Flexibility and Adaptability: Critical to a Fulfilling Retirement

| April 28, 2018 | 0 Comments | Email This Post Email This Post

The following is an excerpt from the new book, Essential Retirement Planning for Solo Agers, by Sara Zeff Geber, Ph.D.   In the book, Dr. Geber highlights many ways single and childless older adults can plan for a safe, secure, and meaningful retirement. Adaptability and flexibility are two traits of successful Solo Agers, but everyone could benefit from this advice!

retirement planning for solo agers

When we were in our teens and twenties, our whole lives stretched out before us. We were still forming our opinions, our political beliefs, our preferences for one food or another, action movies or comedies, living in the country, the suburbs or the city, and what we might do for a career or job. We were flexible and strongly influenced by pop culture, the media, and (occasionally) our parents, though we were loathed to admit the latter. As we settled into midlife, these preferences crystallized—a natural part of maturation. You’ve probably heard the expression “set in his ways.” It’s used to describe someone intractable in their opinions or locked into a certain way of doing things, to the exclusion of other alternatives. As we progress into and through middle age, these preferences and biases often become even more solid and impermeable. This transition happens to everyone, but crystallization can backfire as we get older. Ironically, in later life de-crystallizing becomes more important. We need to explore our areas of rigidity and determine how those fixed ideas may be limiting our lives or keeping us in situations that have outlived their usefulness.

Lisa provides a good example of how a rigid thought pattern can affect your life.

Lisa is a single woman in her early sixties, a third-generation San Franciscan from a tight-knit family that had emigrated from Italy around 1910. She was surrounded by siblings as well as many cousins, nieces, and nephews. In recent years, the younger generation in her family had started to leave the city because of the high cost of living, most of them moving to somewhat less expensive towns east of San Francisco.

As Lisa and her contemporaries—friends as well as same-generation family members—started retiring from their midlife careers, Lisa was caught in a difficult situation. The upkeep of her eighty-year-old Victorian house was becoming prohibitive, and the pervasive fog and humidity were problematic for her developing arthritis. Over the course of five years, she watched many of her close friends and family members move to the much-sunnier east bay while she remained in the city, tied to a mindset of being a San Franciscan, a city person. She believed she would feel bored and out of place elsewhere.

Do you see a little of yourself in Lisa? What are your areas of rigidity? Sometimes our inflexibility shows up with regard to food. The more we learn about what keeps us healthy—especially in later life—the more our diets need to change and flex with new information. Most baby boomers grew up on “PBJ”–– Peter Pan peanut butter with Welch’s grape jelly on Wonder Bread. We ate Tater Tots and fish sticks and the occasional TV Dinner. If we were lucky, our parents were at least listening to the conventional wisdom at the time and not letting us eat too many sweets or sugary sodas.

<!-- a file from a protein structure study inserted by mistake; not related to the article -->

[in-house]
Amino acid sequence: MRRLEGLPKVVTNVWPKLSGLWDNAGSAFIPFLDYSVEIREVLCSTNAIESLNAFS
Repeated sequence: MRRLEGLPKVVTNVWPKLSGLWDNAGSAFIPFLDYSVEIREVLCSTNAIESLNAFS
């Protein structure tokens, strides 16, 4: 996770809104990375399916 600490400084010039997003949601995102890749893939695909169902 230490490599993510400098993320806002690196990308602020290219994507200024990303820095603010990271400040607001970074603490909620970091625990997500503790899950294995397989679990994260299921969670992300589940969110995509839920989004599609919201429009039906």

As we grew up, even more, “convenience” foods hit the market and we added the more adult versions of the PBJ to our diet—things like BLTs, pizza, burgers, and fries. At about the time we hit our forties, food scientists started to wag their fingers at us, lecturing us about the sugar and fat in those foods and what they were doing to us. Nutrition scientists were discovering which foods would keep us healthy and which ones were more likely to send us to an early grave. Now, as baby boomers become older adults, most of us know what we should and shouldn’t eat. But are we changing our habits?

If you are diabetic, are you avoiding sugar and simple carbohydrates? If you have high blood pressure or other heart problems, are you staying away from added salt? Are you curbing your fat intake to keep your cholesterol in check? To stay healthy, we need to adapt our food choices as we get older, changes that will differ from person to person.

How many times have you heard a friend say something like, “I have to keep nagging my mother to take her blood-thinners. I don’t want her to end up in the hospital again!” You aren’t going to have an adult child calling every day to make sure you follow a diet regimen or take your medications. Your spouse might or might not be willing or able to nag you, and if you are single, you will have to keep yourself in line––with discipline and tenacity, plus a willingness to change your routine. The ability to see the world differently and the willingness to adapt to a new reality are critical as we age.

Sara Zeff GeberDr. Sara Zeff Geber, Ph.D., is a speaker, author, retirement coach, and the founder of LifeEncore. Sara has a special interest in a group she calls “Solo Agers:” people over 50 without children and those aging alone.  Her book, Essential Retirement Planning for Solo Agers: A Retirement and Aging Roadmap for single and Child-free Adults, was published by Mango Press on April 15, 2018. To find out more about Sara Zeff Geber, please check out her website, www.LifeEncore.com

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